Saturday, October 17, 2009


So for about the 18th time since I've been in this God-forsaken, pestilential country, I'm sick. Stuffy nose, hacking cough, sinus headaches, sore throat, the whole works. I think I slept like three hours last night. Now as everyone knows, when you're sick, all you really want is for your mummy to come and take care of you, but my mummy is 6000 km away and I don't have the money to fly home for the weekend. Not to mention sinus headaches combined with cabin pressure changes = head explosions (aka the worst pain I've ever experienced). My parents aren't particularly sympathetic, either. It's all "You aren't washing your hands enough!" and "You're going to get swine flu and die!".  So I'm more or less on my own on this one.

So, two things make me feel better when I'm sick. The first one, for sore throats and stuffy noses is as simple as honey, lemon juice, ginger (dried or fresh, but I only have dried), and hot water. And stirring. So I did that a couple dozen times yesterday.

And the second one, I guess, is mainly due to my dad. Now, my dad isn't a superstitious person. In fact, he's probably one of the most rational people I know, but he insists, with evangelical fervor, that the only thing for a cold is chicken soup. I've never been particularly impressed by the fluids argument of colds (you know the one, flush it out by drinking 13 litres of fluids a day), and I'm a little skeptical of most cold remedies. I'm usually of the opinion that there's pretty much nothing you can do to help you cope with a cold other than just wait it out. In fact, my mum has always said that it takes three days to catch a cold, three days to have it and three days to get rid of it, and I've found this to be true no matter how many glasses of OJ or bottles of Robitussen I down. But, I think that good nutrition is important to keep your immune system in the fight and so that you don't get struck down with bronchitis (the horrors!) for the rest of the school year.

However, having said that, I must admit that I have approximately zero money right now and as such my cupboards are filled with rice, pasta, lentils a single onion and very little else. My fridge contains 2 very sad looking carrots and most of a packet of butter. So not a whole lot there on the vitamin C front.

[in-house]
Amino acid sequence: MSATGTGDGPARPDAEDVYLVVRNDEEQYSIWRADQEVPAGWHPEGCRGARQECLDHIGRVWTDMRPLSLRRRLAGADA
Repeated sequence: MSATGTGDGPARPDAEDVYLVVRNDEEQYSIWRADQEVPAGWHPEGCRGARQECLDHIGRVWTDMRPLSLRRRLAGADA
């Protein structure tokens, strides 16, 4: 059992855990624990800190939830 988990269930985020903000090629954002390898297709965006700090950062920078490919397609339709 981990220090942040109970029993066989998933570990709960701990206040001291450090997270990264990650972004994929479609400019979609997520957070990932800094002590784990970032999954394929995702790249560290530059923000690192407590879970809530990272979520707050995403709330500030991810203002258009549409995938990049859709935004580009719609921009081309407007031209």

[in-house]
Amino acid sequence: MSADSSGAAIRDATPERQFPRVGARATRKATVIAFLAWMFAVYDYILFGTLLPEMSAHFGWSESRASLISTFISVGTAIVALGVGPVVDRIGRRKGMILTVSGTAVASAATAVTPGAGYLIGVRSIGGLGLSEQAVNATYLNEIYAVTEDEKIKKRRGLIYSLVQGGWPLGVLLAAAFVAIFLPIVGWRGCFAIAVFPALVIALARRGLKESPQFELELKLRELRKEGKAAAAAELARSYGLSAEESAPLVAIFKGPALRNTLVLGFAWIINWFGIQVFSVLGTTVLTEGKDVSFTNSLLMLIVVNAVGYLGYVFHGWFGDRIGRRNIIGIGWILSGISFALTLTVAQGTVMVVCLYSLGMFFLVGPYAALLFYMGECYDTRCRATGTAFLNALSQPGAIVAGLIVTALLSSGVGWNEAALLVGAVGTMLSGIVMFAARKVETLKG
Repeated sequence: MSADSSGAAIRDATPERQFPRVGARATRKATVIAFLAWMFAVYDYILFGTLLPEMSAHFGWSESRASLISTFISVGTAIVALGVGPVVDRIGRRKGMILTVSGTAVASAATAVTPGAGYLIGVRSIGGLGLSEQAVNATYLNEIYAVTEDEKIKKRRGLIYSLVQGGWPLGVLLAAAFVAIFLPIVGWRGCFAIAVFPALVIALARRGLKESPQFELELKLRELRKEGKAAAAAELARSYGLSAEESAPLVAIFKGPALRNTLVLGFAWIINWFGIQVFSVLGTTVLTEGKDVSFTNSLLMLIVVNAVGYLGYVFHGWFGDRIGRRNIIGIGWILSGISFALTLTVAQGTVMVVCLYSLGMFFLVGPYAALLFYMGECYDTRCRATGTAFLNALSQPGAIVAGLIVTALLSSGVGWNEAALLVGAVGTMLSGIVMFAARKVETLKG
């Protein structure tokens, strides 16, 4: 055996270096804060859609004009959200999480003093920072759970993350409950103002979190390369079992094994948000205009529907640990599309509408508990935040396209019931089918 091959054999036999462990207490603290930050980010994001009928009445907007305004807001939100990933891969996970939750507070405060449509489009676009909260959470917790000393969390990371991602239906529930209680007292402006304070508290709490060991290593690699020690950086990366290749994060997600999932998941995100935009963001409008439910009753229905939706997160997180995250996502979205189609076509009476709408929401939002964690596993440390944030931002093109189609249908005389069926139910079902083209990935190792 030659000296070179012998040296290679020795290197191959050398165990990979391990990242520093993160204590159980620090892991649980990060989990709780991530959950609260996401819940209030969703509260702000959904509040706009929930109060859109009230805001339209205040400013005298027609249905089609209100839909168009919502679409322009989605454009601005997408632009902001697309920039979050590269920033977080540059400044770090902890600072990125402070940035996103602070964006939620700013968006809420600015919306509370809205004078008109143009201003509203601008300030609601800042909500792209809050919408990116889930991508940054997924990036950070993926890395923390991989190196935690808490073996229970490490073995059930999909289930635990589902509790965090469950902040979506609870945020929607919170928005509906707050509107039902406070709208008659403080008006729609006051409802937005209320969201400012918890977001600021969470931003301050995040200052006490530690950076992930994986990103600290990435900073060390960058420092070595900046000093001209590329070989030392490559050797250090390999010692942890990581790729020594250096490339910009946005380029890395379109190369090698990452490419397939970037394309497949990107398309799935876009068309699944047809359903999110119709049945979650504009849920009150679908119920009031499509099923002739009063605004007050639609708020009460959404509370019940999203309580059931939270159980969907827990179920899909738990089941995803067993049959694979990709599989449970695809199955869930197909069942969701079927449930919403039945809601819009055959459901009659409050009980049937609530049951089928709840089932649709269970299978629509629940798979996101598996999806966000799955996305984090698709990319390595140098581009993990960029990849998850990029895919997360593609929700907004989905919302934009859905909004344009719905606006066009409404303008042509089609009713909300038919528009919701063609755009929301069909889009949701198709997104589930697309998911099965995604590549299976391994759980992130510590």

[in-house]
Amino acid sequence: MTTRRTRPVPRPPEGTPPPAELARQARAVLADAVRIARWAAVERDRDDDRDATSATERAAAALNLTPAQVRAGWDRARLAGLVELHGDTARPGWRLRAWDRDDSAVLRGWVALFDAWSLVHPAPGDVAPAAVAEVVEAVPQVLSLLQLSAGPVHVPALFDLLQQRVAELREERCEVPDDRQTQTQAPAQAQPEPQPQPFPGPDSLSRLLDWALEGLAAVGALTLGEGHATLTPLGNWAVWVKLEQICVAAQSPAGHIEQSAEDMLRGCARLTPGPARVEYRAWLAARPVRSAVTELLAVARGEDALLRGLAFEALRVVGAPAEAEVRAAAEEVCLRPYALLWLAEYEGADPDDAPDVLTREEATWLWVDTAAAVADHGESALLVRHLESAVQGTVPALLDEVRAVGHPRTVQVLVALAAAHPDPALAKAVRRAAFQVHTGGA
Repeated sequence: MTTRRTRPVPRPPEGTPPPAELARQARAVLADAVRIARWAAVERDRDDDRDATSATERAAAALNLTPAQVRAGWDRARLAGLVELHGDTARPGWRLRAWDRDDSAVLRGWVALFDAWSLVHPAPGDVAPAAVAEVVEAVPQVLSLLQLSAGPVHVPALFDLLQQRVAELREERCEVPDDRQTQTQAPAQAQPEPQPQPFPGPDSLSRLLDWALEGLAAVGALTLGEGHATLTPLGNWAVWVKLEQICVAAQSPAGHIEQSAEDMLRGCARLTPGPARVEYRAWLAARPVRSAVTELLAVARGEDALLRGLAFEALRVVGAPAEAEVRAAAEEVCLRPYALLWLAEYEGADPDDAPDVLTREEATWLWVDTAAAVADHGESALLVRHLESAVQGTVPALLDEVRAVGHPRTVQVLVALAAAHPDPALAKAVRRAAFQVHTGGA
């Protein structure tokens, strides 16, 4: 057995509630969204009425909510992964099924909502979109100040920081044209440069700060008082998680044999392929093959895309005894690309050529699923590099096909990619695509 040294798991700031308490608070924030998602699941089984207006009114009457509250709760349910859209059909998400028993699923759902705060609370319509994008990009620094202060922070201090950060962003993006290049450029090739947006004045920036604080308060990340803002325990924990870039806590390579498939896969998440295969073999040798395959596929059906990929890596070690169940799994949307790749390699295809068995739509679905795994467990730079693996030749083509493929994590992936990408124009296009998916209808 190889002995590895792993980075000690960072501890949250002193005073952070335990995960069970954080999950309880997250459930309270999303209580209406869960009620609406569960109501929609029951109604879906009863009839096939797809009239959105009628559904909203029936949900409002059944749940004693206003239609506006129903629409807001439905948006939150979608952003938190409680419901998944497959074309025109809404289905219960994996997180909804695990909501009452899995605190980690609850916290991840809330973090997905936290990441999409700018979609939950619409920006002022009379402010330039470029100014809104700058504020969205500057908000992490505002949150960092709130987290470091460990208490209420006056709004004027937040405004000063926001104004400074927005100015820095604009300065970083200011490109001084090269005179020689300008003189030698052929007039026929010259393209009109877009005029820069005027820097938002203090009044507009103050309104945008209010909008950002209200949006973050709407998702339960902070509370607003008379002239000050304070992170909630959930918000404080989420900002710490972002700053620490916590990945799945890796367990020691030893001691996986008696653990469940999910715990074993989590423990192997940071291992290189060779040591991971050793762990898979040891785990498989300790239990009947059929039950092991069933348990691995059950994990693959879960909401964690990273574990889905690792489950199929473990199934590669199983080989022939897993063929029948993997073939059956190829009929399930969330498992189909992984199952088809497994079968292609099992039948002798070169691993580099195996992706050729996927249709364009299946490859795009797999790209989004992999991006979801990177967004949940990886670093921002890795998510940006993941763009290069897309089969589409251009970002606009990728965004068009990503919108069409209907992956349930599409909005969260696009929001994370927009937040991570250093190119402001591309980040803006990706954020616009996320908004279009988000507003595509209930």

However! I might have just lied a little because I do (actually did, because all this went down yesterday) have two chicken stock cubes and all my spices and an enigmatic package that I picked up in Sainsbury's labelled "Soup mix" which is actually a mixture of lentils, split peas, barley, oats and macaronis. So I had the makings for soup and, even though I usually roll my eyes whenever my dad mentions the words "cold" and "soup" within a minute and a half of each other, I decided to go for it.

My dad makes soup with a stock that he makes by boiling the carcass of a chicken we've previously roasted and eaten. He's old school like that. Elizabeth and I have done it with two frozen chicken thighs. But, as I mentioned, I don't have money and was in no mood to venture in to the wide world in search of meat, so I stuck with the stock cubes. Hey, lentils are protein too, right?

Soup is one of these amazing dishes that literally cannot and should not be made the same way twice. So I'm going to tell you how I did it, how I might do it again, how you could do it, etc. but you should really just follow your instinct (and your cupboards) when you do it yourself. So here goes:

Soup (this time)
One or two onions, chopped
A couple cloves of garlic, chopped
Some vegetable oil, or butter
Stock cubes of your choice (2-3)
A couple of carrots, chopped
Soup mix (see above), or else any combination of the following: lentils, split peas, pearl barley, regular barley (? not sure what the difference is), rolled oats, (pasta). (I usually really hate putting pasta in soup because it inevitably gets really soggy and disgusting, but if you really REALLY have to then I guess it's ok. I'll just pick it out.)
About a cup full of rice (oh yeah, I don't have any measuring utensils here, so a "cup full" literally means find a cup or mug and fill it with rice. Ditto "big spoon" and "little spoon" for future reference).
Some frozen corn
Some frozen peas
Any other frozen vegetables you would like/have in your freezer